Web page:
As stated above, the Commissioner’s authority under the “best interests of

baseball” provision does not apply to any matter “related to the process of collective bargaining.”

In addition, as a party to the collective bargaining agreement between the Players Association

and the thirty major league clubs, the Commissioner is bound by the terms of that agreement. As

will be discussed further below, the subject of drug testing for any substance has been

determined by baseball arbitrators to be a mandatory subject of collective bargaining. Since the

2002 Basic Agreement, the major league clubs and the Players Association have been parties to

Major League Baseball’s Joint Drug Prevention and Treatment Program, which contains detailed

provisions that affect the Commissioner’s ability to act in some instances. Other provisions of

the Basic Agreement also are implicated by an investigation of this nature, including that the

Players Association receive prior notice of any request for an interview of a current major league

player.

for decades, is a problem distinct from more recent allegations that players have used steroids
and other substances with anabolic or similar effects to gain an unfair competitive advantage.
I was asked to examine the latter question, and I am comfortable that a thorough examination did
not require me to look into the additional problems posed by amphetamines use, serious as those
problems might be. Moreover, an expansion of the scope of this investigation to include
amphetamines use inevitably would have increased the already significant time that was needed
to complete this investigation and diluted its focus, which I believe would have hampered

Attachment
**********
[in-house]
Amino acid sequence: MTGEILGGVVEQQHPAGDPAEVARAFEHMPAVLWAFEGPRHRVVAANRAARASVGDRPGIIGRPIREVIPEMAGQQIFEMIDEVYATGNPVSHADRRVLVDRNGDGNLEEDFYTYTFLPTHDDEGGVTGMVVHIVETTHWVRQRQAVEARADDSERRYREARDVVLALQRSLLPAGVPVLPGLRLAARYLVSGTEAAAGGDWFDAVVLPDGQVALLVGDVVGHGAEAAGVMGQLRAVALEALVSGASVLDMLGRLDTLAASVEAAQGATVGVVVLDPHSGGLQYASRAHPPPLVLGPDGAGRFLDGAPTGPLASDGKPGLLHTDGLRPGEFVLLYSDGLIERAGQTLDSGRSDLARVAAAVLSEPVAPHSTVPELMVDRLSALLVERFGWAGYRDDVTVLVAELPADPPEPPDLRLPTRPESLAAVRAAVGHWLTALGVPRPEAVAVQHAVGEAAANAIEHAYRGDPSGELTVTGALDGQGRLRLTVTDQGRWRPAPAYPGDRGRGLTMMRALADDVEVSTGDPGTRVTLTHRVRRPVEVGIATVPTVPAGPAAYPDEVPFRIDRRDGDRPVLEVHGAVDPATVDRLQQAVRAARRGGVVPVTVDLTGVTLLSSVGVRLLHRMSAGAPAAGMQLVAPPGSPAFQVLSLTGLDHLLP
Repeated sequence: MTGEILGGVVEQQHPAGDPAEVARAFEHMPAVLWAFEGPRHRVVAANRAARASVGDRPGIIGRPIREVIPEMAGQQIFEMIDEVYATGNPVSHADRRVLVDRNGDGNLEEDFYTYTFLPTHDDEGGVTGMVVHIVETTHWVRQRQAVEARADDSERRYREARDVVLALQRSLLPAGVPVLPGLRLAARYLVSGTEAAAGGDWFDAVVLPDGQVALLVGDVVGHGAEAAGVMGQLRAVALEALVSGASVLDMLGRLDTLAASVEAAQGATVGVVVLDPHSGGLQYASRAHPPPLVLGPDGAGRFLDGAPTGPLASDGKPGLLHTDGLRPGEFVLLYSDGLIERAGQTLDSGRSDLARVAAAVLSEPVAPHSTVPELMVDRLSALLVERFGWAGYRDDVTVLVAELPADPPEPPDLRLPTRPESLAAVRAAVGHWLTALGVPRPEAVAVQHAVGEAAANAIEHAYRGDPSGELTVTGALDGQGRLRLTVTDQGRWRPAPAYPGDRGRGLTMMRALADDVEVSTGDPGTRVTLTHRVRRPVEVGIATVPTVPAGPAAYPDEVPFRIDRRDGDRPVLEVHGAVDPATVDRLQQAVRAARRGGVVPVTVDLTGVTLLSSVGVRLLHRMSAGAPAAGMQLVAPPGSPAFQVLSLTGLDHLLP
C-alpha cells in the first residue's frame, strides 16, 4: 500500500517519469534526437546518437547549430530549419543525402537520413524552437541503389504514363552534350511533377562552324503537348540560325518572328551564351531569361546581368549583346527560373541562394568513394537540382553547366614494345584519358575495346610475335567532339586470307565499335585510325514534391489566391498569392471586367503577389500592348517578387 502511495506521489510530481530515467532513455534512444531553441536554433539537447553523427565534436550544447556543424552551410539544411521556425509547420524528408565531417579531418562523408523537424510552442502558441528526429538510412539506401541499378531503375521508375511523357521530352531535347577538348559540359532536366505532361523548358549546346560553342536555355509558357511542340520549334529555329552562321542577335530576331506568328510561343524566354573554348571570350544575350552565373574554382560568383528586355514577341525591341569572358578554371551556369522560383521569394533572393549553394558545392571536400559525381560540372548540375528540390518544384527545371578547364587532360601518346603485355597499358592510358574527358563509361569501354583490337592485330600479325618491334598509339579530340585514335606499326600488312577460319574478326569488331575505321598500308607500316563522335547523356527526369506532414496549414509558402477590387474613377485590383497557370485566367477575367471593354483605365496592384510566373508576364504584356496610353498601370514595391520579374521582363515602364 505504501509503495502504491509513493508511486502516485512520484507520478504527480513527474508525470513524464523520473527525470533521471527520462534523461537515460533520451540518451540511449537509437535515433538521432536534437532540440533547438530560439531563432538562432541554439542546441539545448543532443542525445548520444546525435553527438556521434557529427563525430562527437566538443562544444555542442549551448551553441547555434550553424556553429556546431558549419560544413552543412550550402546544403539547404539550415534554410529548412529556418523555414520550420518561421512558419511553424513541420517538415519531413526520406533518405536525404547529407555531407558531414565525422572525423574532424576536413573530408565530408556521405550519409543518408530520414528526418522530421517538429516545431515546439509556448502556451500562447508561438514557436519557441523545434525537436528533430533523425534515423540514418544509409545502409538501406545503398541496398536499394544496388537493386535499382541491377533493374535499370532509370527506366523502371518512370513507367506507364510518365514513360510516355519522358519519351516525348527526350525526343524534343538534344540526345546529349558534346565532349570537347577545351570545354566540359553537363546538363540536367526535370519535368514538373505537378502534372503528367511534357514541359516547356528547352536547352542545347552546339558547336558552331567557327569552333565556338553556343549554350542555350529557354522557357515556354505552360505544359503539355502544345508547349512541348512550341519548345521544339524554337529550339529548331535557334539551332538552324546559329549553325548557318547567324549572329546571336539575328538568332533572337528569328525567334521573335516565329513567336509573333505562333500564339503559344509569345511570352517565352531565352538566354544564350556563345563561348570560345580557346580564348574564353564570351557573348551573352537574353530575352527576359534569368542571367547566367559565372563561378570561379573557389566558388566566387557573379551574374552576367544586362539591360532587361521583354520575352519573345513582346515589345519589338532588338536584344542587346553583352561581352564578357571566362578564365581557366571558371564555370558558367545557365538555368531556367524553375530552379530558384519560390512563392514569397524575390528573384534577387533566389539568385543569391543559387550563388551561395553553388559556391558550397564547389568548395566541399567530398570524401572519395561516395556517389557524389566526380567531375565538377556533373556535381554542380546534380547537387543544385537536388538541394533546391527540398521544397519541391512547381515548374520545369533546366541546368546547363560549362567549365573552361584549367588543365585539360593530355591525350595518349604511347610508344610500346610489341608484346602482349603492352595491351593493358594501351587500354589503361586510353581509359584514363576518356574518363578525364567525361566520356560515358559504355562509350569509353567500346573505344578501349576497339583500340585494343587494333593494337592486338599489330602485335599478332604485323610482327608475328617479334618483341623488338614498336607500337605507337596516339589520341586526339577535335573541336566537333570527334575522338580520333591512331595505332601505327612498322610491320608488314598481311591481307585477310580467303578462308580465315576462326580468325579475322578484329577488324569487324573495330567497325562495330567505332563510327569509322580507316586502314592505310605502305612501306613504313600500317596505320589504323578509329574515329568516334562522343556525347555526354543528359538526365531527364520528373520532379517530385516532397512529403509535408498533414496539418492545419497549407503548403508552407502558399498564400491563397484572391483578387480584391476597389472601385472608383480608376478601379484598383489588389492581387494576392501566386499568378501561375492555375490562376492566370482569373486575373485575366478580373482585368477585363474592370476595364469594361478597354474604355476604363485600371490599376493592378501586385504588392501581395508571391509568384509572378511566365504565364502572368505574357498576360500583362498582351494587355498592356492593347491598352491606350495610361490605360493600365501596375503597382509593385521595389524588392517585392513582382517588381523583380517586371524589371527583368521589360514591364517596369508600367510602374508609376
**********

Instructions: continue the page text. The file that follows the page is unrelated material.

whatever improvements might be achieved as a result of this report.

4

II.

Major League Baseball and Other Sports Must Combat
the Illegal Use of Performance Enhancing Substances

The illicit use of anabolic steroids and other performance enhancing substances

by players in Major League Baseball is a problem that must be addressed, for a number of

reasons. First, steroids, human growth hormone, and similar substances pose significant health

risks to those who use them. This is especially true of illegal users, who often obtain dubious

products (contaminated or otherwise) from black market sources, self-administer these

substances with no medical supervision based on advice gleaned from internet sites and fellow

bodybuilders, and use these substances in amounts that far exceed those that are prescribed by

physicians for legitimate uses.

Second, beyond the dangerous effects on players themselves, the public

perception that players in Major League Baseball use these substances contributes to their use by

young athletes, who in turn cause themselves great physical harm. Adolescents might be at even

greater risk of harm than adult athletes from the use of these substances because the intense

hormonal changes of adolescence can exacerbate their adverse psychiatric side effects.20

Third, the illegal use of anabolic steroids, human growth hormone, and similar

drugs poses a significant threat to the integrity of the game of baseball. The widespread use of

these substances raises questions about the validity of records and their comparability across

different eras. Because such use is in violation of law, professional baseball players who do so

can place themselves in a position of vulnerability to drug dealers who might use their access and

knowledge of violations of law to their own advantage, through threats intended to affect the

outcome of baseball games or otherwise.

20

Restoring Faith in America’s Pastime: Evaluating Major League Baseball’s Efforts to
Eradicate Steroid Use: Hearing Before the H. Comm. on Gov’t Reform
, 109th

Cong. 307 (2005)

(statement of Dr. Kirk Brower).

5

Finally, and very important from my perspective, the illegal use of these

substances by some players is unfair to the majority of players who do not use them. These

players have a right to expect a level playing field where success and advancement to the major

leagues is the result of ability and hard work. They should not be forced to choose between

joining the ranks of those who illegally use these substances or falling short of their ambition to

succeed at the major league level.

A.

Health Risks from Abuse of Steroids and Other
Widely Used Performance Enhancing Substances

Anabolic steroids and human growth hormone can have serious negative effects

on the human body.